Mr lots of writing to do but never enuf time. (entheo) wrote,

Palaeozoic Plushies from Japan

During my travels last year in Tokyo, I found some lovely Palaeozoic Fossil Plushies in the National Museum Of Nature and Science at Ueno.
Outside the Museum

So I had to buy some for my son, an Anomalocaris from the Middle Cambrian Burgess Shale, and a Bothriolepis, a Devonian freshwater placoderm.
However there were many more Devonian fish there, but thinking of space in my pack and financial constraints limited what I would buy. Once I got home, and my son had his Xmas presents, I wished that I had bought the other Palaeozoic Plush Fossil, so I went looking on the web.
To my surprise, I found a shop in Ginza, the Hakuhinkan Toy Park that not only had what I sought, but much, much more. However they didn't ship overseas, which I found very frustrating. With further searching, I managed to find another place that had them, Love Journey at Naka, Yokohama. Yet again it had what I wanted and an even bigger range than the Hakuhinkan Toy Park, and best of all, they shipped overseas (and took credit cards).
So here is their selection, nicely translated for my friends (and a translation was sent to Love Journey so they have the English names) and Love Journey is quite happy for me to popularise their shop (so Im using their photos) and they seem quite exicited to have overseas orders (although they are not good with their English, Ive had to rely on my friend Mot for translating back and forward).
At the World Sciience Fiction Convention I wandered around with a green Opabinia attached to my back, and since so many people from the US asked me about where I got them, I am posting this for you guys. I did have a translation for people at AussieCon, but I found that Hakuhinkan Toy Park has a new range in, but I had to wait for Love Journey
(and if you do order from Love Journey, make sure to take off the ticks in all those boxes on the last page, which is basically asking them to send to you lots of email in Japanese)

From the Ediacaran they have
Kimberella - an Ediacaran slug-like organism.
My old Palaeontology lecturer, Pat Rich has a plush Kimberella which resembles the one from the Creatures of the Slime Australian stamp set, made before her book came out.

They also have Jellyfish in their fish section, if anybody is wanting to make an Ediacaran plushie group

From the Cambrian they have lots of fossils from the Burgess Shale and Chengjiang & Qiongzhusi, even a fossil from the Sirius Passet Lagerstätte.


Xidazoon stephanus - a Lower Cambrian Vetulicolia. The phylum of Vetulicolidae are some weird things that might be related to the tunicates and hence distantly related to vertebrates (or maybe not).


Vetulicola cuneata - a Lower Cambrian Vetulicolia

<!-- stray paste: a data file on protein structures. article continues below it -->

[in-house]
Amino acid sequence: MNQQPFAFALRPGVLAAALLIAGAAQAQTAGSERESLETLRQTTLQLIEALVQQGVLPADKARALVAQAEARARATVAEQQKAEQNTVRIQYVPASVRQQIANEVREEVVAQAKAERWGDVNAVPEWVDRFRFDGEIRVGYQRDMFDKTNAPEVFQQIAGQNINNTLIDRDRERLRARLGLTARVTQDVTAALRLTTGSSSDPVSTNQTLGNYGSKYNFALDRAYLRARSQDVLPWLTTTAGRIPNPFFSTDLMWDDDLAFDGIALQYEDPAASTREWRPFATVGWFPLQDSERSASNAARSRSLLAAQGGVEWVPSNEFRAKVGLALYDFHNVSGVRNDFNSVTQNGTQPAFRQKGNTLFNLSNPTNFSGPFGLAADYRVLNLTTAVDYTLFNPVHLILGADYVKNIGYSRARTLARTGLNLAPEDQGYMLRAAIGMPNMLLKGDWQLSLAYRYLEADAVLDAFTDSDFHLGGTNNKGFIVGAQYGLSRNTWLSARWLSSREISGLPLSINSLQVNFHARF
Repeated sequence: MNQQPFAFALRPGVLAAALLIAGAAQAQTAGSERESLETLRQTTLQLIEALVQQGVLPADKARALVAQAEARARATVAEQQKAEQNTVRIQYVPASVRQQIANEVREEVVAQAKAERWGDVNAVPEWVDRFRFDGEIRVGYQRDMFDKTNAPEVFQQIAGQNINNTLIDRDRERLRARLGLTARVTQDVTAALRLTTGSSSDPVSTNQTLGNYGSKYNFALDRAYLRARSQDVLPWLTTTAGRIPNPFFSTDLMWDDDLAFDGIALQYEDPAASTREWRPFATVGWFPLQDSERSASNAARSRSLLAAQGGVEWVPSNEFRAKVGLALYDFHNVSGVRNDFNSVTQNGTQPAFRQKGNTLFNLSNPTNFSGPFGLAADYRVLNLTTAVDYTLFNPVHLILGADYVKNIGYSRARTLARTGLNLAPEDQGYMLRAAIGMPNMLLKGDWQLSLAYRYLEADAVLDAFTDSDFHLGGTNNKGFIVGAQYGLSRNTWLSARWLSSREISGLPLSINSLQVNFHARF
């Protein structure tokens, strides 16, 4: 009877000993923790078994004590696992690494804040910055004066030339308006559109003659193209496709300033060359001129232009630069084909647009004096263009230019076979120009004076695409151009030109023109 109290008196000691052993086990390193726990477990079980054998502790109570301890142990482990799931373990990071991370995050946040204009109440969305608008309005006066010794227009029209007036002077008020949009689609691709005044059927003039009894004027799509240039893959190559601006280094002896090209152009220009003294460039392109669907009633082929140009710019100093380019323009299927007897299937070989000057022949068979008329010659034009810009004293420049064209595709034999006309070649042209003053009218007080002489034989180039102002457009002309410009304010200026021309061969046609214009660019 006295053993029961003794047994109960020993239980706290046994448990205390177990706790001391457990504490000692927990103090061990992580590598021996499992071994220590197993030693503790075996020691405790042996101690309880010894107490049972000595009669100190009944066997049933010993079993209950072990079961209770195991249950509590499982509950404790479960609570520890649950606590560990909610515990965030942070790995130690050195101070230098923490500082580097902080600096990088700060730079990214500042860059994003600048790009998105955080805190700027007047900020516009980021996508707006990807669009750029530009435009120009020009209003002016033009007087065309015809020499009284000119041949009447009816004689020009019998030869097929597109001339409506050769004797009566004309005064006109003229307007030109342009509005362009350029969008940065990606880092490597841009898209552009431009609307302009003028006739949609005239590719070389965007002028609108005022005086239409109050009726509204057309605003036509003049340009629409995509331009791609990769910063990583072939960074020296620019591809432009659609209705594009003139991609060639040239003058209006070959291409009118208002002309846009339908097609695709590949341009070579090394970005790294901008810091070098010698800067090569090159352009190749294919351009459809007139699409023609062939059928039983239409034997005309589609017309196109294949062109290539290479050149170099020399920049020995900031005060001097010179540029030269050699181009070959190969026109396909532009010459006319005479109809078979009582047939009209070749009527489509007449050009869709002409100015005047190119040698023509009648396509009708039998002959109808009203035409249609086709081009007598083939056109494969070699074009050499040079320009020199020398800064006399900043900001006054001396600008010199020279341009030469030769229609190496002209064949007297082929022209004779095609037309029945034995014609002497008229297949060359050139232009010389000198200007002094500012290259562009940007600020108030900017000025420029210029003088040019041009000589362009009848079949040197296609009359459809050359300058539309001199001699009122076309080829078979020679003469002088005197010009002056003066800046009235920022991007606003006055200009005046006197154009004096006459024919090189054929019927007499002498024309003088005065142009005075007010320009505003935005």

Ottoia - a Middle Cambrian priapulid worm that hunted hyolithids and other creatures (such as other Ottoia's as it was probably a cannibal) from its burrow


Burgessochaeta - a Middle Cambrian polychaete annelid


Wiwaxia - a Cambrian halkieriid which may be related to the annelids and more distantly related to the brachiopods. I also have a Wiwaxia Yowie
which is a lot more colourful but not as soft (and so much smaller as the yowie is a toy that fitted into a chocolate egg)


Marrella splendens - a Middle Cambrian arthropod that is considered a stem group arthropod and while it looks similar to the trilobites, it is no more closely related to them than any other arthropod


Odaraia - a Middle Cambrian crustacean


Hallucigenia - a Middle Cambrian Onychophora famous for being so unusual that nothing about it made much sense, originally it was thought that the spines were legs and that the tentacles were feeding appendages, nowadays that is considered upside down, with the spines providing protection while it walked on its long, flexible legs


Opabinia regalis - a Middle Cambrian anomalocaridid with five eyes abd long proboscis that passed food to its mouth (available in green or another green, as well as in orange or in a small size)


Anomalocaris - a Middle Cambrian anomalocaridid (avalible in different sizes - Pillow, Large, Medium, and small in many colours, pink, brown, green, grey, blue and light green)


Pambdelurion whittingtoni - a Cambrian anomalocaridid


Paradoxides - a Middle Cambrian trilobite


Asaphus kowalewskii - a Middle Ordovician trilobite with long eyestalks.


Sanctacaris (colloquially known as 'Santa Claws') - a Middle Cambrian stem-group chelicerate, so it is realated to the ancestor of spiders and scorpions


Yohoia - a Middle Cambrian arachnomorph arthropod, so it is related to the chelicerates and trilobites


Sidneyia inexpectans (which fed on trilobites & hyolithids) - a Middle Cambrian arthropod


Cameroceras - a giant Ordovician orthoconic cephalopod (that grew up to 9m long, maybe even 11m long) that was an apex predator that lived in deeper water. It appeared in both the BBC's Sea Monsters and Walking with Monsters.


Pleurocystites - an Upper Ordovician cystoid echinoderm


Dinomischus - a Cambrian entoproct (or maybe an echinoderm)


Pterygotus - a Silurian/Devonian eurypterid and it reached lengths of up to 2.3 m, making it the second-largest known eurypterid (sea scorpion). It made it onto the Silurian portion of the BBC's Walking with Monsters series, where it attacked and ate a Brontoscorpio


Megarachne servinei - an Upper Carboniferous eurypterid (sea scorpion), originally thought to be a giant spider


and also some creatures regarded as living fossils

Japanese Horseshoe Crab - a Modern chelicerata


Chambered Nautilus - a Modern nautilus (also in small size)

Next up - the Vertebrates - pre-fish, fish, amphibians and reptiles.
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